This is a case of what have you done for me lately? While No. 1 seed Littleton rolled through its Mid-Wach schedule undefeated, scoring at a clip of nearly 43 points per game, West Boylston notched a thorough win over previously mentioned Leicester two weeks ago. Granted, the Lions’ lone loss of the season came at the hands of Littleton, but after a one-possession loss in Week 1, I’m banking on the second meeting having a different outcome.

Needham on rise in boys' soccer Top 20

October, 15, 2013
10/15/13
7:10
PM ET
New Bedford holds on to the top spot in the boys' soccer Top 20 again this week after a draw against South Coast rival Dartmouth and a tough road win at Agawam.

Right behind the Whalers in second is Needham. Everyone keeps saying that the defending state champs are not as good as last year, but nobody has been able to beat the Rockets yet this season. Head coach Don Brock has his team heading towards another possible Bay State Conference title.

North Andover jumped up a couple of spots after extending its perfect start to 13-0. But the big move was former No. 1 Ludlow dropping from third to ninth after a loss to Chicopee and another draw with rival Amherst. The Lions have lost two and drawn two over the last two weeks.

Nauset continues to move up after clinching its third consecutive Atlantic Coast League title. The Warriors have improved throughout the season and are living up to the preseason hype.

A pair of unbeatens make their way into the Last 10 Out, as Martha's Vineyard improved to 12-0-2 and Norton sits at 9-0-4.At 9-1-3, Belmont also moved back into the Last 10 Out.

For this week's complete poll, click HERE.

The Road Ahead: Keep an eye on several huge games this week, including a Catholic Conference (and Top 10) showdown between St. John's Prep and BC High on Wednesday as well as a huge Bay State Conference clash between Needham and Framingham on Thursday. Prep also has another Top 10 matchup next Monday against Silver Lake.

Recap: No. 25 Plymouth South 27, Nauset 6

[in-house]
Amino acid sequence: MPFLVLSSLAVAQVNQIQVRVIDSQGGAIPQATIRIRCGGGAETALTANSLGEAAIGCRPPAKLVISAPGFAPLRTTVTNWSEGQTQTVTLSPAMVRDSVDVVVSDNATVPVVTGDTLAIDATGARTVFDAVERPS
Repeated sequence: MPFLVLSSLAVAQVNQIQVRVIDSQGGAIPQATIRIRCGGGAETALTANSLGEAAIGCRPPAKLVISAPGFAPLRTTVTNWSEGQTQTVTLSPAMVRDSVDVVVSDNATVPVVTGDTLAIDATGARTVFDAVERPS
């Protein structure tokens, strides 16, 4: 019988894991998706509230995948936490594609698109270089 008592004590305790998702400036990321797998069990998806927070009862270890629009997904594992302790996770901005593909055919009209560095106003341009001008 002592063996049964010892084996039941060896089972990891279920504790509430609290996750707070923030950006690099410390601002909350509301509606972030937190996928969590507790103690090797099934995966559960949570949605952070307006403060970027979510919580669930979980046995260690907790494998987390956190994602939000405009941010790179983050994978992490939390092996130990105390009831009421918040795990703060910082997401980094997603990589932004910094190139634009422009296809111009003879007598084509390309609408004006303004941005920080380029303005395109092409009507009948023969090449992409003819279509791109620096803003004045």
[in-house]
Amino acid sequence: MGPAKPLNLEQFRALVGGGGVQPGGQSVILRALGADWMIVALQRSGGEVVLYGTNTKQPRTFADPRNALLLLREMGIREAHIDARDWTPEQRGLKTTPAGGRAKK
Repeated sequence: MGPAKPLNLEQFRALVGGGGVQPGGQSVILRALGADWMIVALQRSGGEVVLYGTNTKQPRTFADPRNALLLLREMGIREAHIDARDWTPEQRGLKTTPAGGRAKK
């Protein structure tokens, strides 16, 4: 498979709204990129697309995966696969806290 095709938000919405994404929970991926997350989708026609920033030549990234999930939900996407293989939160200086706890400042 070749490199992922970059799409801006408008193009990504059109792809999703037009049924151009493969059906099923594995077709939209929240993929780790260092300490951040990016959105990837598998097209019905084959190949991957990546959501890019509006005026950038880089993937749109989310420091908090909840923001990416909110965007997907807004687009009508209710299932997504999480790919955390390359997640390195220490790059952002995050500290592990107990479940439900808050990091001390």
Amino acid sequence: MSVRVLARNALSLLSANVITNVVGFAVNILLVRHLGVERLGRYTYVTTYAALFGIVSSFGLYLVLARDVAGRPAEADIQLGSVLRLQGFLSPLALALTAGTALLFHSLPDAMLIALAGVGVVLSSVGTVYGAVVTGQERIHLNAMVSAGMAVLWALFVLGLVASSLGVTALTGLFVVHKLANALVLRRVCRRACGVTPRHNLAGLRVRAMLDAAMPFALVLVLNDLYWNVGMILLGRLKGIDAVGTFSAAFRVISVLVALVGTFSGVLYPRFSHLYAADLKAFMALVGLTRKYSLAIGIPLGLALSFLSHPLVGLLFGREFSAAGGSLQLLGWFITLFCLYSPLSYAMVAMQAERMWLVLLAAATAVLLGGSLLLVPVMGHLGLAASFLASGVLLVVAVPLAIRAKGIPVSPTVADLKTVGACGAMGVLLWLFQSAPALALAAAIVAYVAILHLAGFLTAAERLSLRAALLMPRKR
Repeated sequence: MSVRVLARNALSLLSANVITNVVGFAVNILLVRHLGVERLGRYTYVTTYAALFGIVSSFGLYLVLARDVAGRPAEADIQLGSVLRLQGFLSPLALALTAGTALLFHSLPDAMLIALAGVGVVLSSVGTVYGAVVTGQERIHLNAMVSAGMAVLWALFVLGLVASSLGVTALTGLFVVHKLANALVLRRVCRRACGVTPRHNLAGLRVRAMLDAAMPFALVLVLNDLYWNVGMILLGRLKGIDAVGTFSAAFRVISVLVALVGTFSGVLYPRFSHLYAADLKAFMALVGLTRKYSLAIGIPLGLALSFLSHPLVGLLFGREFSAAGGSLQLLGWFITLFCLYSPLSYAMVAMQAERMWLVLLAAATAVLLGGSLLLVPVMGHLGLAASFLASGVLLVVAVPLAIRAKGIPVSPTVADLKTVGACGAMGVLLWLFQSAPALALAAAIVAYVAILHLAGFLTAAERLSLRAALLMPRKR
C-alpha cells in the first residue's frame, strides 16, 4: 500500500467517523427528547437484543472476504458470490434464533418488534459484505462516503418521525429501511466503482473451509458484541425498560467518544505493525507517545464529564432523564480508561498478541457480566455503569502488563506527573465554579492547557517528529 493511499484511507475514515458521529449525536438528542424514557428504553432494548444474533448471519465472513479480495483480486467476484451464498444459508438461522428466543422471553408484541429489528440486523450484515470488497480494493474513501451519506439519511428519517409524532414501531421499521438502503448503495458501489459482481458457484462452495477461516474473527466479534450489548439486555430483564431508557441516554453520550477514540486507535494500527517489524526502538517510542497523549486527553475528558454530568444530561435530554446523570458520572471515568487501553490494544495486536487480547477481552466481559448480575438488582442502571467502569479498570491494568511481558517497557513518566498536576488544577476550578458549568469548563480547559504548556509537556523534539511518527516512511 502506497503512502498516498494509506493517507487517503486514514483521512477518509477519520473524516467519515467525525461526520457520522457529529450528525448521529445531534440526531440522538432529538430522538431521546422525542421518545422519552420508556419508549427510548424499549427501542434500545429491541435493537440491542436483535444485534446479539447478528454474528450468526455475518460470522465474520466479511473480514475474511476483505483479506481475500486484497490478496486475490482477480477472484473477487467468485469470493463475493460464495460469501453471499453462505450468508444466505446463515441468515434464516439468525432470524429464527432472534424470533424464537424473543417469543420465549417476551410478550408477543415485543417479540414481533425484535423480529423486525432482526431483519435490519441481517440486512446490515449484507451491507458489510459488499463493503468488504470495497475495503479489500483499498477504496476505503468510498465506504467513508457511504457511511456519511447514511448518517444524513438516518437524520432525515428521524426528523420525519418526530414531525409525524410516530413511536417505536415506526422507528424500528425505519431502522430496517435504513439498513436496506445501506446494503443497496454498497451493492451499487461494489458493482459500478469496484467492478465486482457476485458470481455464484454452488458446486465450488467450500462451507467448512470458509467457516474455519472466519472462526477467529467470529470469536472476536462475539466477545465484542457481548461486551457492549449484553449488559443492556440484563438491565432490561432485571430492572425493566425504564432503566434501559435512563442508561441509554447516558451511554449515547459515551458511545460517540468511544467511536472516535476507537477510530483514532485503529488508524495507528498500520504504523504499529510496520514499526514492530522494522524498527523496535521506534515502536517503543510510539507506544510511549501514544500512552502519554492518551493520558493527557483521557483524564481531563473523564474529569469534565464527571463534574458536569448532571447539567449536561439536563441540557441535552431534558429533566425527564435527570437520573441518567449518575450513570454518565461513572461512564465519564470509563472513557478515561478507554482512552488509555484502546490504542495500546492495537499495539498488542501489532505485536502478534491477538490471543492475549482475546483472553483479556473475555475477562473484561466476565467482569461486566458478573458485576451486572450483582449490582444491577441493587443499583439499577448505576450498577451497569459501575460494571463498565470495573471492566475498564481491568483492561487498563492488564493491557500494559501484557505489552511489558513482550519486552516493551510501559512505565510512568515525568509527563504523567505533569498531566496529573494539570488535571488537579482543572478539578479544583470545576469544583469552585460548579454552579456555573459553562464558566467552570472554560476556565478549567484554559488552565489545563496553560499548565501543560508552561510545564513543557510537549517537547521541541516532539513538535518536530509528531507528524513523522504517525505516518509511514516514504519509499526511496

October, 12, 2013
10/12/13
12:15
AM ET
NORTH EASTHAM, Mass. -– You cannot stop him. You can only hope to contain him.

After missing last week’s contest with an ankle injury, Dylan Oxsen ran wild against Nauset, rushing for 243 yards on 37 rushes en route to a 27-6 victory over the Warriors.

“When you get him back on the practice field, the whole atmosphere changes,” said Panther coach Scott Fry. “The mood of the team, they knew what they were playing for today."

With the victory Friday night, the Panthers control their own destiny in the ACL. With a win in two weeks at Falmouth, Plymouth South will take the ACL for the second year in a row.

Nauset’s star tailback Jimmy Sullivan was limited after breaking a bone on the top of his hand in last week’s last second loss at Marshfield. Sullivan wore a cast on his right hand, eliminating the passing game.

“He had a broken hand and it’s in his palm so he can’t throw the ball at all,” said Nauset coach Keith Kenyon. “We certainly wanted him to run the ball and he did, but it was difficult for him to take snaps.”

It took Oxsen a quarter to find his groove. On the second play of the second quarter, Oxsen took a pitch to the left side and found a seam for a 34-yard score. Gordan Fitzgerald hit the extra point to give South the 7-0 lead.

On the following drive, the Warriors put together some offense, getting to the Panther 32-yard line, but the drive ended on a fourth-down interception that gave South the ball at their own 44.